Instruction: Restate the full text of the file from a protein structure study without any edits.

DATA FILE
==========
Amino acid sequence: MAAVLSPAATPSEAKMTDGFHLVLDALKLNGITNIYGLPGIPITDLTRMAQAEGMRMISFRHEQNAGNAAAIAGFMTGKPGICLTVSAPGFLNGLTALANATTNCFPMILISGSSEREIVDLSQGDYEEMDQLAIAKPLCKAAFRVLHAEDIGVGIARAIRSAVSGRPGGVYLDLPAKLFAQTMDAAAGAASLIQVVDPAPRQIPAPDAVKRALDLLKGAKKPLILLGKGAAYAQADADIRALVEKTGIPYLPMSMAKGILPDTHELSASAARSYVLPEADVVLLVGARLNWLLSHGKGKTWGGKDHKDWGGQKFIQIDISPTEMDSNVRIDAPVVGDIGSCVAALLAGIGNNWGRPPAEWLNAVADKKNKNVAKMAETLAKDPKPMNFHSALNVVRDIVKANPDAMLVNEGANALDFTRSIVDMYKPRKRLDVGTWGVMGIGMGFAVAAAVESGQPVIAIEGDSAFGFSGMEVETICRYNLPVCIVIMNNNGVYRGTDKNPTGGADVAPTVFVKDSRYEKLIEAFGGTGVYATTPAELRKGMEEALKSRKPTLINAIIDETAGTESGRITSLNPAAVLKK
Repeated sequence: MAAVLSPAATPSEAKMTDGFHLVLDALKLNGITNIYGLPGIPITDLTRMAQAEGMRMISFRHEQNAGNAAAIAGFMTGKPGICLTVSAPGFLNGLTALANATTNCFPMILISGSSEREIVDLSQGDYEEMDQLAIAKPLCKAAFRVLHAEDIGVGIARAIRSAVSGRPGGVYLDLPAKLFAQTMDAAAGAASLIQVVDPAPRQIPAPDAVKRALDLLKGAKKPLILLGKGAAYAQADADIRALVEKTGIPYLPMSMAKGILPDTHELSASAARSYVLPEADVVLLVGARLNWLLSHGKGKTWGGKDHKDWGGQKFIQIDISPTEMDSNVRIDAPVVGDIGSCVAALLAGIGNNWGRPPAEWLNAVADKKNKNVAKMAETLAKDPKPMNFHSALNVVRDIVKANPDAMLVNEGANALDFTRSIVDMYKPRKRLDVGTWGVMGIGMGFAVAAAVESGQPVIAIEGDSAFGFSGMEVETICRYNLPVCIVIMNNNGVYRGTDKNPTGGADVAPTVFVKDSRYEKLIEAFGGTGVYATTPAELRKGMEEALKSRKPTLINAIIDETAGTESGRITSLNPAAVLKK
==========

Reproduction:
Amino acid sequence: MAAVLSPAATPSEAKMTDGFHLVLDALKLNGITNIYGLPGIPITDLTRMAQAEGMRMISFRHEQNAGNAAAIAGFMTGKPGICLTVSAPGFLNGLTALANATTNCFPMILISGSSEREIVDLSQGDYEEMDQLAIAKPLCKAAFRVLHAEDIGVGIARAIRSAVSGRPGGVYLDLPAKLFAQTMDAAAGAASLIQVVDPAPRQIPAPDAVKRALDLLKGAKKPLILLGKGAAYAQADADIRALVEKTGIPYLPMSMAKGILPDTHELSASAARSYVLPEADVVLLVGARLNWLLSHGKGKTWGGKDHKDWGGQKFIQIDISPTEMDSNVRIDAPVVGDIGSCVAALLAGIGNNWGRPPAEWLNAVADKKNKNVAKMAETLAKDPKPMNFHSALNVVRDIVKANPDAMLVNEGANALDFTRSIVDMYKPRKRLDVGTWGVMGIGMGFAVAAAVESGQPVIAIEGDSAFGFSGMEVETICRYNLPVCIVIMNNNGVYRGTDKNPTGGADVAPTVFVKDSRYEKLIEAFGGTGVYATTPAELRKGMEEALKSRKPTLINAIIDETAGTESGRITSLNPAAVLKK
Repeated sequence: MAAVLSPAATPSEAKMTDGFHLVLDALKLNGITNIYGLPGIPITDLTRMAQAEGMRMISFRHEQNAGNAAAIAGFMTGKPGICLTVSAPGFLNGLTALANATTNCFPMILISGSSEREIVDLSQGDYEEMDQLAIAKPLCKAAFRVLHAEDIGVGIARAIRSAVSGRPGGVYLDLPAKLFAQTMDAAAGAASLIQVVDPAPRQIPAPDAVKRALDLLKGAKKPLILLGKGAAYAQADADIRALVEKTGIPYLPMSMAKGILPDTHELSASAARSYVLPEADVVLLVGARLNWLLSHGKGKTWGGKDHKDWGGQKFIQIDISPTEMDSNVRIDAPVVGDIGSCVAALLAGIGNNWGRPPAEWLNAVADKKNKNVAKMAETLAKDPKPMNFHSALNVVRDIVKANPDAMLVNEGANALDFTRSIVDMYKPRKRLDVGTWGVMGIGMGFAVAAAVESGQPVIAIEGDSAFGFSGMEVETICRYNLPVCIVIMNNNGVYRGTDKNPTGGADVAPTVFVKDSRYEKLIEAFGGTGVYATTPAELRKGMEEALKSRKPTLINAIIDETAGTESGRITSLNPAAVLKK